Sound Transit CEO Peter Rogoff has removed his agency’s top safety officer as a result of the fatal Amtrak Cascades passenger-train derailment on Sound Transit-owned tracks in DuPont, Pierce County, in December 2017.
Transit executives are also considering whether and how to impose the same rigorous training on Amtrak that Sound Transit and King County Metro demand for light-rail service, Rogoff said in an interview Wednesday.
Whenever a light-rail extension opens, the rail operators, trainees and vehicles undergo weeks of what’s called simulated pre-revenue service, making hundreds of practice trips before a passenger ever boards the train.
The Amtrak engineer involved in the 2017 derailment had operated a locomotive there three times as part of his training, along with seven to 10 observational trips with Amtrak colleagues.
The transit agency also is forming a separate safety division that Rogoff says will bring a laser focus.
Salah Al-Tamimi, Sound Transit chief executive safety and quality officer, no longer holds that post and his future has yet to be determined, Rogoff said. Al-Tamimi is currently on medical leave, but might be able to return in a lower-ranked position in another department, Rogoff said.
To replace him, Moises Gutierrez was promoted to interim director of the new safety division. As a deputy construction-management director, Gutierrez recently devised new stairway options to cope with escalator failures in some light-rail train stations..
“He is a very good leader of people,” Rogoff said.
The shake-up follows this year’s report by the National Transportation Safety Board (NTSB) that placed primary blame for the crash on Sound Transit for failing to require safety improvements where the derailment occurred.
The agency also named Amtrak, train owner Washington State Department of Transportation, and the Federal Railroad Administration as being responsible for the crash.
The division of roles among several agencies contributed to poor oversight, NTSB found.
“I’m just amazed at the amount of failure that goes along here,” NTSB Vice President Bruce Landsberg said in a May hearing.
Amtrak engineer Steven Brown missed at least one warning sign about a speed restriction and zoomed through a curve at nearly 80 mph in a 30 mph zone, dumping railcars down onto I-5. The derailment occurred on the first-ever passenger trip through the $181 million corridor.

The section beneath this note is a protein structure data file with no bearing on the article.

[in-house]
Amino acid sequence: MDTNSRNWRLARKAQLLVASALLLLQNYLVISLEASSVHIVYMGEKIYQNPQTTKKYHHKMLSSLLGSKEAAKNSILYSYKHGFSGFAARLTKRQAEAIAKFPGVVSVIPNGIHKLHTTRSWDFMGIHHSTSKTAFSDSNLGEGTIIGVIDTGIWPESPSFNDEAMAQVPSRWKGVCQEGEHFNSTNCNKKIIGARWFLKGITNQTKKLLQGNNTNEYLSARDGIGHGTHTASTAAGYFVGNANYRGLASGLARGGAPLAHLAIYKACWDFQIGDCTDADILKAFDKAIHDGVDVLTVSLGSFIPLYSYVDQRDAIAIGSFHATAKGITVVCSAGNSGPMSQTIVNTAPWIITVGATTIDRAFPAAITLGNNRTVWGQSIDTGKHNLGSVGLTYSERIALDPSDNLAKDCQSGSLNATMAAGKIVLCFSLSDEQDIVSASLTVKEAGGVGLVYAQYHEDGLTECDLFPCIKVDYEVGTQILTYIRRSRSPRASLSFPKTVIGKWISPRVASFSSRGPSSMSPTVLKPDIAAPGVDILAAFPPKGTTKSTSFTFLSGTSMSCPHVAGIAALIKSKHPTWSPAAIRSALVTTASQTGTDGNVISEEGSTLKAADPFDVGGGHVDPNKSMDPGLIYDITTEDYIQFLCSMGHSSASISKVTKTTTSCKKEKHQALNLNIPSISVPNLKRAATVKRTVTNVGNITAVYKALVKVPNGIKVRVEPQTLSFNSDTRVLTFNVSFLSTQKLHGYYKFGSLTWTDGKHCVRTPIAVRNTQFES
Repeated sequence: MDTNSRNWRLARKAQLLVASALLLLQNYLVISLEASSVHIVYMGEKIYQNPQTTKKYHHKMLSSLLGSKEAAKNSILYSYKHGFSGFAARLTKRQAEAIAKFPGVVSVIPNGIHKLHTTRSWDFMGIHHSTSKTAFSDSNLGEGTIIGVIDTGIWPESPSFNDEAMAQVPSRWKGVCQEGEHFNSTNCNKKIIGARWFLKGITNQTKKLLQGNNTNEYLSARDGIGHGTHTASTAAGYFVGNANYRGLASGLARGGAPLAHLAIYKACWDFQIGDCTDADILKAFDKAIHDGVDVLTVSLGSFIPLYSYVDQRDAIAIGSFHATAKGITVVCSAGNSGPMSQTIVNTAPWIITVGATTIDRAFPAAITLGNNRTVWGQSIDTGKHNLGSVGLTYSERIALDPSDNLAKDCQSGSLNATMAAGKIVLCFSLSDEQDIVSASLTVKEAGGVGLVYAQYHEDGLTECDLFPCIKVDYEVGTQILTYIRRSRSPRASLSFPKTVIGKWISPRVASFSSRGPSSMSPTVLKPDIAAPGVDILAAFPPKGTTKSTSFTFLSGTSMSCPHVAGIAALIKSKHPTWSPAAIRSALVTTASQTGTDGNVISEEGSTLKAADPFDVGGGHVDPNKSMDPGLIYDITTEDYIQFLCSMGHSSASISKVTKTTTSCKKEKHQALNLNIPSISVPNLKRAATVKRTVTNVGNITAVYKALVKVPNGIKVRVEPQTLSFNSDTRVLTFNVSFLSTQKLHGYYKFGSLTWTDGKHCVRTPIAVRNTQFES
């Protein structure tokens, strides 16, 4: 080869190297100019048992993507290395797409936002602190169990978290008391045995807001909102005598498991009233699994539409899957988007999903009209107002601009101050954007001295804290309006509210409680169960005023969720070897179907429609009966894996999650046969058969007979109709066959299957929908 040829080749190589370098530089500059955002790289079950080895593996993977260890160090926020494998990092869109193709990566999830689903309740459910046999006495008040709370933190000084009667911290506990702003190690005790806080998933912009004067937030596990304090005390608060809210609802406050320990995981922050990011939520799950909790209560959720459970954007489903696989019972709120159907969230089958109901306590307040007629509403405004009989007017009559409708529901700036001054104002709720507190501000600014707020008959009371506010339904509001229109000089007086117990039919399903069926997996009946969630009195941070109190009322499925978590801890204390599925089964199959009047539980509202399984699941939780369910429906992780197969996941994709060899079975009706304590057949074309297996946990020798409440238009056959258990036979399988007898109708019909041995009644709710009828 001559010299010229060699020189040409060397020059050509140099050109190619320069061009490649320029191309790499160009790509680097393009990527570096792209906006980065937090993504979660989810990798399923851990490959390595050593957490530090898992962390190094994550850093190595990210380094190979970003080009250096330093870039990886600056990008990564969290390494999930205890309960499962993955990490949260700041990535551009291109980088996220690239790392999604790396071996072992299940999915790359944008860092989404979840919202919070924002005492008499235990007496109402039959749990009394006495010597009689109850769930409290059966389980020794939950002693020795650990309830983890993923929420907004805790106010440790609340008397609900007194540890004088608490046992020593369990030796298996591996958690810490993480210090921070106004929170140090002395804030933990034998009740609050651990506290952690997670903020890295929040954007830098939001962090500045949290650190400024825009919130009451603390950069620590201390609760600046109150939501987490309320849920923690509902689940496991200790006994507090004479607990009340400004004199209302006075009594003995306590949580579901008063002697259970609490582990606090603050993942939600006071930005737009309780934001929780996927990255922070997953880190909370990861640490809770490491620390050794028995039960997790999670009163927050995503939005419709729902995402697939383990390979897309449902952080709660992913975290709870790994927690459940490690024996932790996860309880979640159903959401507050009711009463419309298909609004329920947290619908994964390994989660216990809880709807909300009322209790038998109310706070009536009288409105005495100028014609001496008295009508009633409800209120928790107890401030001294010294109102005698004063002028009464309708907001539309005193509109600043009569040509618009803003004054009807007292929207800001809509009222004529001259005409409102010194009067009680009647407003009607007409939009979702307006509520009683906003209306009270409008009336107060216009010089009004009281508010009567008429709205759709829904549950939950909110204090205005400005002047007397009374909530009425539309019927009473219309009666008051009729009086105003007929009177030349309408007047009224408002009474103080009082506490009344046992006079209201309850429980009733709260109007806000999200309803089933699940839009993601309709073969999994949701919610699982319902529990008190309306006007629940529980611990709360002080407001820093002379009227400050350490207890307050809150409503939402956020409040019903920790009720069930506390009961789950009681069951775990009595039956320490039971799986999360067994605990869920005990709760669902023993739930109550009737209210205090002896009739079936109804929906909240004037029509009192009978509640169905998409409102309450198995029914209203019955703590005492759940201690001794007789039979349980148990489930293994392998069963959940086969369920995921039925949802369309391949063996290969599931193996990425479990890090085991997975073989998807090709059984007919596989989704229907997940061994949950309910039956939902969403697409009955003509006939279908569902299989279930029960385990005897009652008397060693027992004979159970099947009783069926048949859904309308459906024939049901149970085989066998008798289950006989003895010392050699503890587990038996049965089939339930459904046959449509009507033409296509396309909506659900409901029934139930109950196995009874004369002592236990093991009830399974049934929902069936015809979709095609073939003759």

Three train enthusiasts aboard died, while 57 other passengers and eight people traveling on I-5 were injured.
Sound Transit, after the NTSB finding, hired L & H Consulting Group, which interviewed 17 employees for a report the agency released Wednesday. Rogoff will speak about the changes Thursday during an open meeting of the transit board’s Rider Experience and Operations Committee.
Rogoff said Sound Transit, whose own analysis identified the curve as a hazard, was too willing to take other agencies’ word that trains would operate safely.
“In the final analysis, it is the responsibility of the chief safety officer to apply the safety regulation that exists,” Rogoff said. “It is a fundamental element of safety regimens that unanswered questions should not go unanswered.”
Al-Tamimi couldn’t be immediately reached late Wednesday.
The 58-page consultant report said that in November 2017 Al-Tamimi attested in a memo that the new route “is considered safe and secure for transition to operational use and service.” The report faults the staff for failing to understand that under federal regulations, Sound Transit as the host railroad is responsible for assuring train operators are properly certified.
On the other hand, Rogoff said, the arrangement here was unique, and no other U.S. track host has intervened to supervise Amtrak’s training.
In hindsight, Rogoff said, Sound Transit could have banned Amtrak Cascades operation until Amtrak installed positive train control, which triggers alarms and automatically slows an over-speed train. The NTSB has called for adoption of positive train control nationwide since 1967.
Amtrak is already a year late in returning its trains to the 14-mile corridor between Tacoma and Nisqually, which CEO Richard Anderson hoped to accomplish by late 2018. The route is meant to make trains faster and more reliable than the older route through Tacoma Narrows, where Amtrak continues to run on tracks also used by BNSF Railway trains.
State transportation Secretary Roger Millar decided not to take action against any WSDOT rail personnel regarding the crash.
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Rogoff won’t predict when the corridor will reopen, based on several unknowns.
Amtrak is still looking for temporary replacement railcars to use through the corridor, said Janet Matkin, spokeswoman for WSDOT rail division. The state is following an NTSB recommendation that the type of lightweight Talgo 6 railcars involved in the crash be removed from service “as soon as possible,” Matkin said.
Talgo disputes its railcars played a role in the derailment.
Amtrak itself has yet to announce a restart date, until it re-qualifies its crews during a three-month regimen, Matkin said. Amtrak Cascades trains have operated since Dec. 28, 2018, in other parts of the state under newly installed positive train control, she said.
Sound Transit has yet to figure out, under Gutierrez’s leadership, exactly what sort of training regimen it might require of Amtrak.
A jury in September ordered Amtrak to pay $17 million to three people injured in the derailment, as other cases proceed.